San Francisco 49ers legend Joe Montana was a guest on Rusillo and Kanell and he discussed a wide range of topics from the talent of Tom Brady to if he thought about his legacy while he was playing. You can listen to the entire podcast here. The Montana segment starts at the 43 minute mark.
Some of his most interesting comments, however, were about the quality of quarterbacks coming onto the NFL as a result of college offenses being simplified. Listening to Montana describe the complexity of the offenses he ran and what other quarterbacks thought of Bill Walsh’s offense, after being coached by him in the Pro Bowl, is very interesting (They thought it was quite challenging).
Montana’s two sons explained the offenses they were learning to their father and that’s where the conversation gets interesting. When asked about young quarterbacks being challenged in the league he spoke about what he believes is one of the reasons:
I think part of the problem we have today is the college systems are dumb-ifying the quarterbacks more so than ever. And if you look and you watch...you know, I had to ask my two boys who played in that type of system, “What happens when you’re under center and then all the sudden everybody looks to the side? What do those cards mean?” Well, one tells them the defense and the other tells them what play to run. I said “You’re joking, right?” And he goes, “No.” (laughing)
They don’t learn how to read a defense and that’s the most difficult part, I think, coming to the NFL. If you don't understand what’s going on when you have to pick you’re head up, it’s too late. And I’ll tell you, it’s tough and there’s great athletes on the other side, but you have to be able to understand and not have to be able to rely on something from the sideline because it changes that quickly and I think that’s where most quarterbacks struggle, is that they just don't have the ability to read a defense and be able to anticipate because most of the time those read option guys are throwing to guys that are wide open, the majority of the time.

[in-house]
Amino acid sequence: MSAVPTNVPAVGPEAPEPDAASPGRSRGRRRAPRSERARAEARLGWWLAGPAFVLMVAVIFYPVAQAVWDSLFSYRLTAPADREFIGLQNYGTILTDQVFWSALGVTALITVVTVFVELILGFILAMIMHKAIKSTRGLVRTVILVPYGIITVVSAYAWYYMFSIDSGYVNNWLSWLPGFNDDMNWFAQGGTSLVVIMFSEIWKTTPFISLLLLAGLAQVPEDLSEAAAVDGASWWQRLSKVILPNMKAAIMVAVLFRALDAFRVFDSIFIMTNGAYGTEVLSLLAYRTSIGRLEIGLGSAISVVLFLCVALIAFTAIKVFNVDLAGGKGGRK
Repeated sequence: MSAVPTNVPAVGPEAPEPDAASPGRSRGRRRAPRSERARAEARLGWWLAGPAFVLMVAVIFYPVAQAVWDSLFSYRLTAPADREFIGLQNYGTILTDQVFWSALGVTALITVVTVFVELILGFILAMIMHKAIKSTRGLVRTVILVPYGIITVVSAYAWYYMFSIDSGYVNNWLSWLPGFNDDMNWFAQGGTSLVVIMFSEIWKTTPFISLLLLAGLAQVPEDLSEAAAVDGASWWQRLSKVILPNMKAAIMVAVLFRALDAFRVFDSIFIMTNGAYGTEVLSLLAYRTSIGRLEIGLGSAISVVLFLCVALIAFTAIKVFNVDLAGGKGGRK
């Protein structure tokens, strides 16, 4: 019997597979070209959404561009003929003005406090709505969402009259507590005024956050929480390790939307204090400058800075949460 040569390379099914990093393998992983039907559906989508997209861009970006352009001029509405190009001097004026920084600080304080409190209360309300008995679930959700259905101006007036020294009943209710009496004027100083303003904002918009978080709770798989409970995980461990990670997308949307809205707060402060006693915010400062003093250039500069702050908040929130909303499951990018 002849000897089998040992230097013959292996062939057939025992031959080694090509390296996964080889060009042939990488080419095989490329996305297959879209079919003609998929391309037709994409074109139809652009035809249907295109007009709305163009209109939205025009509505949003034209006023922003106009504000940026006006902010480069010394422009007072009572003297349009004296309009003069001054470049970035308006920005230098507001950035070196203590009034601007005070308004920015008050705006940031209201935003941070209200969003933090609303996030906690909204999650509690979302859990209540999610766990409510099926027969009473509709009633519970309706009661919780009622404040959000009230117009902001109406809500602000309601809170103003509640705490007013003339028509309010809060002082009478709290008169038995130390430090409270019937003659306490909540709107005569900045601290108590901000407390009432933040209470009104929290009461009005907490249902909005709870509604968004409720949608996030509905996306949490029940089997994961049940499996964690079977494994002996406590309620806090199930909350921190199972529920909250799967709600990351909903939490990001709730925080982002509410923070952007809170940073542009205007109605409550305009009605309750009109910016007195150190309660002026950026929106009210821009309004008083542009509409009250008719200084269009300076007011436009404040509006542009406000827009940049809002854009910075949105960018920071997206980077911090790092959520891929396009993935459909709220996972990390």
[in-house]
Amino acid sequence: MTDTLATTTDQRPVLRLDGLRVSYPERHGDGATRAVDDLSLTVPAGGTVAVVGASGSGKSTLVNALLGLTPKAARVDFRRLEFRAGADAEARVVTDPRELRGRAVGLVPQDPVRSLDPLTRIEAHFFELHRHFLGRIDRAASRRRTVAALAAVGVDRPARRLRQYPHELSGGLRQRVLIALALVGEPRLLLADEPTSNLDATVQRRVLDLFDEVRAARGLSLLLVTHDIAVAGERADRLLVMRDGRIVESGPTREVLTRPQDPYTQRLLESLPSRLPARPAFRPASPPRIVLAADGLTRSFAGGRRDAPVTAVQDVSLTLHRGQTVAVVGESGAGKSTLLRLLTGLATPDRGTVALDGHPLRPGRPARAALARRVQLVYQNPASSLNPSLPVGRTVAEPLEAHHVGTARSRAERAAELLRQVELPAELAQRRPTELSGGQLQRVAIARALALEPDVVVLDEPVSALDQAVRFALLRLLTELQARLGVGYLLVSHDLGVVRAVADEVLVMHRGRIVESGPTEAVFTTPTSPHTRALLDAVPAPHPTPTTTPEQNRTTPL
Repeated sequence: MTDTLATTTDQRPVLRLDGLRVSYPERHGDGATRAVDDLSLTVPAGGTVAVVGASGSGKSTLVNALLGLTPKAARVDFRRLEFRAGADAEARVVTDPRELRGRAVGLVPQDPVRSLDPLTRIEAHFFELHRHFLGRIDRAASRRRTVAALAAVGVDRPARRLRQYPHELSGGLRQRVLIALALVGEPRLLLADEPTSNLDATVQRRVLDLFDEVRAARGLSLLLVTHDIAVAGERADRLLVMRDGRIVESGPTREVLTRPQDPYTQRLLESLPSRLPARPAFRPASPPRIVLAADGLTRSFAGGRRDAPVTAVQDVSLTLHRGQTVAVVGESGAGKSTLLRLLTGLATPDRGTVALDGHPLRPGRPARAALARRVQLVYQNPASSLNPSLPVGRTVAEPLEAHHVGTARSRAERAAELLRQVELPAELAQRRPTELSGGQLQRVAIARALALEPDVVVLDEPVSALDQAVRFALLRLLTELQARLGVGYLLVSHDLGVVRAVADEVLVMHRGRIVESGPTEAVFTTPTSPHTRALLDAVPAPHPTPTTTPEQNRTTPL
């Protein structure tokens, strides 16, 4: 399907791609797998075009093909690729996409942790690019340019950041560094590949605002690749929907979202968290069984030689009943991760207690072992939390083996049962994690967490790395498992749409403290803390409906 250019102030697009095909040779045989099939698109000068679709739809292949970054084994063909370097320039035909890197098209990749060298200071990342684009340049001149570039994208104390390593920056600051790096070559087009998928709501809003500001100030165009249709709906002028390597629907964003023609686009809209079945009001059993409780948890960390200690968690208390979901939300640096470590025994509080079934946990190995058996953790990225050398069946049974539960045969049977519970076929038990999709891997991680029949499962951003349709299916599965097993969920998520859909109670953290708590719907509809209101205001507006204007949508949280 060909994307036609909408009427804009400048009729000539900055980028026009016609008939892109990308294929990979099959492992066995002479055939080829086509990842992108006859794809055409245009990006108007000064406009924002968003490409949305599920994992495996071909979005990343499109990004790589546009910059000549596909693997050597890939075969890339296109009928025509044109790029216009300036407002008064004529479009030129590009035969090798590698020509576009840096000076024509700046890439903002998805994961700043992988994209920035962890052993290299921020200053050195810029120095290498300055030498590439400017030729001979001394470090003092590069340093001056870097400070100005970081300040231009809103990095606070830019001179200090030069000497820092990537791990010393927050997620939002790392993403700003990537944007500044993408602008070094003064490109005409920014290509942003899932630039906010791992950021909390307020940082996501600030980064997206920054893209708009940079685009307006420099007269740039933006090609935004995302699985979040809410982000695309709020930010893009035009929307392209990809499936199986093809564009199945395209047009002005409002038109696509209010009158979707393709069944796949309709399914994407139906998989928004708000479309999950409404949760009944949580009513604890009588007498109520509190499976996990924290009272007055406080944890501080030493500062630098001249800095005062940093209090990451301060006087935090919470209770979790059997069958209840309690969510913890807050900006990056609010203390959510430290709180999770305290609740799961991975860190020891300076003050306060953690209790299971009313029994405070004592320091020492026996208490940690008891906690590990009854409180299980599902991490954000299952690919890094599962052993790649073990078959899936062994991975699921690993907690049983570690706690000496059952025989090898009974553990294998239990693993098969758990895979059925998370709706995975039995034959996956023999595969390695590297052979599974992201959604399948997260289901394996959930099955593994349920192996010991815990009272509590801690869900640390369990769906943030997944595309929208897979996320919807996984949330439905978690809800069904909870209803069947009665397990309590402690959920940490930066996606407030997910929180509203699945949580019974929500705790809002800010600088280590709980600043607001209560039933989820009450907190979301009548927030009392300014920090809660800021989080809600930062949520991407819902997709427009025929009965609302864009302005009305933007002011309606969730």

When it comes down to anticipating a window from the pocket or getting a ball up on time or making a change, they never change a play themselves. In college we were able to even change plays but you don’t see it from the young guys because they just were never taught how, and why, they would change it.
Montana describes what he saw watching a college game, presumably with one of his sons playing, and you start wishing he would coach, if you hadn’t already.
I went to a college game and they ran, we called it cover one, where the free safety and the corner double over on one side and they had two receivers on like a slot on the other, and they were all singled up. The inside guy on the slot goes up, and if he goes across, shallower than 10, that defensive back turns and helps the outside guy. Well, the outside guy always thinks he has help. It took this team, I'm going to say five plays after they ran it the first time to figure that out, that all they had to do was run the inside guy up a little deeper than 10, and they had guys wide open for a post for a touchdown. And then it took them another 15 plays to come back to the same play again. I [said] “You got to be kidding me." Not sure who, the defensive guy or offensive coordinator needed to be shot. (laughing)
When the fact that the 49ers use sign/signals on the sidelines was brought up, Montana was asked if Chip Kelly’s offense could be successful in the NFL.
I think it’s tough to have a system where you can’t rely on the quarterback. I mean you have to be able to see things and change things other than, “I’m going to read that tackle, and if he goes down I’m keeping the ball” or whatever those reads may be. I think it’s hard. If you don’t teach that guy how to play the game, whether it’s Chip’s offense or whoever else has anything similar to that in the NFL, I think its very difficult to be successful. Oh, they’ll have their times and they’ll have good times but the majority of the time, they have way too good of athletes on the other side of the football that can stop that read option. Everybody thought that would be the next phase but you don’t see it as much as you used to.
Needless to say, Montana doesn’t have a very high opinion of the read option because it doesn’t develop quarterbacks to be successful in the NFL. That, combined with the fact that quarterbacks are expected to play and contribute immediately after being drafted is what contributes the low quality football that is frequently seen in the early weeks of the season.